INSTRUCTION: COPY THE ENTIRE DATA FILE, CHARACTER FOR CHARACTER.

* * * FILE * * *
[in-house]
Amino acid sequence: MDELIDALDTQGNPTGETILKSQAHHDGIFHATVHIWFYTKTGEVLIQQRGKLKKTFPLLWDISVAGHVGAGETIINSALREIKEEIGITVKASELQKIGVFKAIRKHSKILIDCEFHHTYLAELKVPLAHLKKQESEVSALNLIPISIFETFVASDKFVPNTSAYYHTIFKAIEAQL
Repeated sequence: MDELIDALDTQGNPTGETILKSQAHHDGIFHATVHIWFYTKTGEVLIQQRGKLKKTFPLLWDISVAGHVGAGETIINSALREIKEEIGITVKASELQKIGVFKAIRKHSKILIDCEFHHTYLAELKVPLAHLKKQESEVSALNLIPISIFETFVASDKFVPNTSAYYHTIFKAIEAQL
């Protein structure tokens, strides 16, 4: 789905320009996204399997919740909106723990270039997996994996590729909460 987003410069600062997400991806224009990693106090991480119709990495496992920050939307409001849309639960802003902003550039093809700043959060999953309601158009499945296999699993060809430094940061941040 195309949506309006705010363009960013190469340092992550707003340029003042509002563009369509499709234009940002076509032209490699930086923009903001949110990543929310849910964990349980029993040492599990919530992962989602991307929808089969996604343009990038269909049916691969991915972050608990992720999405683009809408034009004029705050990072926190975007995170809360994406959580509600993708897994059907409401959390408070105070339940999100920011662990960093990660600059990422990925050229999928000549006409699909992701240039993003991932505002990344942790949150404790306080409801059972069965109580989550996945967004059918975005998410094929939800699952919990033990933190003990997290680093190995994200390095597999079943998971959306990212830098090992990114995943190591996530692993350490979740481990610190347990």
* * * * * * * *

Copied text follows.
[in-house]
Amino acid sequence: MDELIDALDTQGNPTGETILKSQAHHDGIFHATVHIWFYTKTGEVLIQQRGKLKKTFPLLWDISVAGHVGAGETIINSALREIKEEIGITVKASELQKIGVFKAIRKHSKILIDCEFHHTYLAELKVPLAHLKKQESEVSALNLIPISIFETFVASDKFVPNTSAYYHTIFKAIEAQL
Repeated sequence: MDELIDALDTQGNPTGETILKSQAHHDGIFHATVHIWFYTKTGEVLIQQRGKLKKTFPLLWDISVAGHVGAGETIINSALREIKEEIGITVKASELQKIGVFKAIRKHSKILIDCEFHHTYLAELKVPLAHLKKQESEVSALNLIPISIFETFVASDKFVPNTSAYYHTIFKAIEAQL
């Protein structure tokens, strides 16, 4: 789905320009996204399997919740909106723990270039997996994996590729909460 987003410069600062997400991806224009990693106090991480119709990495496992920050939307409001849309639960802003902003550039093809700043959060999953309601158009499945296999699993060809430094940061941040 195309949506309006705010363009960013190469340092992550707003340029003042509002563009369509499709234009940002076509032209490699930086923009903001949110990543929310849910964990349980029993040492599990919530992962989602991307929808089969996604343009990038269909049916691969991915972050608990992720999405683009809408034009004029705050990072926190975007995170809360994406959580509600993708897994059907409401959390408070105070339940999100920011662990960093990660600059990422990925050229999928000549006409699909992701240039993003991932505002990344942790949150404790306080409801059972069965109580989550996945967004059918975005998410094929939800699952919990033990933190003990997290680093190995994200390095597999079943998971959306990212830098090992990114995943190591996530692993350490979740481990610190347990």